Is Anybody There?

Is anybody out there? Does anyone read this? Is the writer of this blog casting words into an oblivious void? Here is a poem about loneliness and isolation, courtesy of yours truly:

Hardly movement much at all

Standing water in the sink

Imagined voices down the hall

Wasting energy to blink

A ponder after my old friends

Forehead lighted in a nook

Evermore our story ends

In every place I look

After this expression of creativity and personal feeling, it seems appropriate to do away with the formality, sustained through every blog post until this point, of avoiding first person pronouns; you and I are friendly enough now, I believe, to cast off such pretenses.

So what then is the business of this blog post? Is it only to bemoan the solitude of authorship, and shoehorn in a few of my verses? Yes, but not that only. You see, for practically the whole of my life, I was referred to as a “creative type”, and it served me well. It served me in that there were always glamorous stereotypes after which I could model myself; and I had a heading and direction as I pursued a career through college and beyond; but most importantly, it provided me with an emotional outlet.

I was so labeled because of my natural inclination to produce creative material; however, my parents, teachers and friends calling me “creative” reinforced this identity and instilled a desire to self-actualize it. This, in combination with my given propensities, resulted in a habit of creative production during the loneliest periods of my youth; I say, it saved me many times over. 

But what of all those “uncreative” types? Where could they turn in their lonely moments? During lunch, when I was alone, waxing poetic on the bench in the garden behind the high school library; where were they? Could a game of kickball reveal one’s soul to oneself?

If one is a very great lover of kickball, perhaps. But if over three decades of living has taught me anything, it is this: no person is “uncreative”. If there is a God, there is a Soul; and if there is a Soul, Art is our map to it. And there is art in all of us. 

Write, use paints, sing, make music. Show everyone or show no one. Art is a most wonderful way to know the world inside of yourself.

If your soul is full, you are always in good company; even when you’re alone.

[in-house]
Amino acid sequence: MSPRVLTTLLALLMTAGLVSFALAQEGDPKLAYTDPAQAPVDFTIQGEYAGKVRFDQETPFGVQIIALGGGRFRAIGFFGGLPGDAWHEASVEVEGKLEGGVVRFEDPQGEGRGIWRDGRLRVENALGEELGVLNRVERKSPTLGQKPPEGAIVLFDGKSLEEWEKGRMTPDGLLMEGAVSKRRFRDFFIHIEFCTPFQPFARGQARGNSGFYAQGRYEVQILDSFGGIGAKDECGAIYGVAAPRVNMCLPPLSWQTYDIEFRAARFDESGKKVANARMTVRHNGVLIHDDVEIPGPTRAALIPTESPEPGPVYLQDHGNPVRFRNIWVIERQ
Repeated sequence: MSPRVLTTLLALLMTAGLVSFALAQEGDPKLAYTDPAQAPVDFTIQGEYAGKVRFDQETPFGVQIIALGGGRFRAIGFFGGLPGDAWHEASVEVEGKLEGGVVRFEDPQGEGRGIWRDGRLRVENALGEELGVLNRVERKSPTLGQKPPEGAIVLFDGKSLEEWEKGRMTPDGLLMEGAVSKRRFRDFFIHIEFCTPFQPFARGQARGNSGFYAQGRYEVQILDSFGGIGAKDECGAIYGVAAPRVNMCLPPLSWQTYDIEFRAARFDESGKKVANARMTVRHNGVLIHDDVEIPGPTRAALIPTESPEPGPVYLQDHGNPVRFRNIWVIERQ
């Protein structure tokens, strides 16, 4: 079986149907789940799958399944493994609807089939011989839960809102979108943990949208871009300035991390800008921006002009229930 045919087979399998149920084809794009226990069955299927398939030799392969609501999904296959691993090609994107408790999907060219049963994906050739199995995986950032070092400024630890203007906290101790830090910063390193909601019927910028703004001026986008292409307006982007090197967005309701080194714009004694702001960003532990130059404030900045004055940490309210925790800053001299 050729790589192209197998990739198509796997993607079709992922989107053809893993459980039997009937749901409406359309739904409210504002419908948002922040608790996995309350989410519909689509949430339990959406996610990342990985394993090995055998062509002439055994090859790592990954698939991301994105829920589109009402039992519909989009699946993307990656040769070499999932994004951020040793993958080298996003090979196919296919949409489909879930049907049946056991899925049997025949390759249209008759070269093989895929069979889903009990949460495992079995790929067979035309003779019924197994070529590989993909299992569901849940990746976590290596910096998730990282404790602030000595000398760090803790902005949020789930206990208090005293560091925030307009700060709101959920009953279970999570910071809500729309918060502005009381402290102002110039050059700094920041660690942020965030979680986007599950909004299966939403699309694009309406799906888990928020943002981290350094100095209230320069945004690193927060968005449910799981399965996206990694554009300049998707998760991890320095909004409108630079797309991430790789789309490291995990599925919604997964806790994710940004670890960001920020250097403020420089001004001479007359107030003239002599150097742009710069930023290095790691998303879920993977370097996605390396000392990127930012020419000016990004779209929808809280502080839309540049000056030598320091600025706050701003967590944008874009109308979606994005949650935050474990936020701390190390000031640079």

It is useful to one’s growth and development to be given, at the start of step six, a list of character defects. It is even more useful, at the conclusion of the same step, to have formulated a list of contrary actions to counteract them. 

Unfortunately, there is a hazardous force which divorces one from one’s ability to implement those actions. This force takes many names, ‘laziness’ being one; it is also called ‘willingness’ and sometimes ‘effort’.

The writer of this blog once considered laziness to be a misnomer; a misdiagnosis; it was, it made such beautiful sense, the outward appearance of paralytic anxiety. Indeed, anxiety can turn energy against itself, and render it apparently inert. But if we are honest in our self-examination, does this explanation account for our every idleness?

No, for the writer of this blog, at least, when it comes right down to it, it does not. No, in point of fact, there are instances in which one scours ‘l’intérieur’ for gusto and, having scoured it, simply finds none. 

Is it fair to assume then that tiredness, a lack of sleep, might account for what remains of our disinterest in rising from the couch and painting a landscape or feeding the homeless? In some cases, perhaps. Yet the energy to watch television and eat a sandwich does usually reveal itself. 

Truly, don’t we all know, at least transiently, what it is to simply lack the inclination to do what we ought? There are other contributing factors, to be sure; resentment, conflicting desires and a “hundred forms of fear”. But ultimately, we must face the fact that a lack of inspiration may be innate in us.  A lack of passion, like power, may be “our dilemma”.

What is the remedy? Drugs and alcohol worked wonders for a time, but the consequences, we found, were too severe. So instead we are told to “ask God for inspiration. An intuitive thought or a decision… What used to be the occasional inspiration gradually becomes a working part of the mind… Having just made conscious contact with God, it is not probable that we are going to be inspired at all times… Nevertheless, we find that our thinking will, as time passes, be more and more on the plane of inspiration.” Never forget, dear reader: at the other end of every decision you make is another human being. 

And if God exists, he loves people who love people who love people.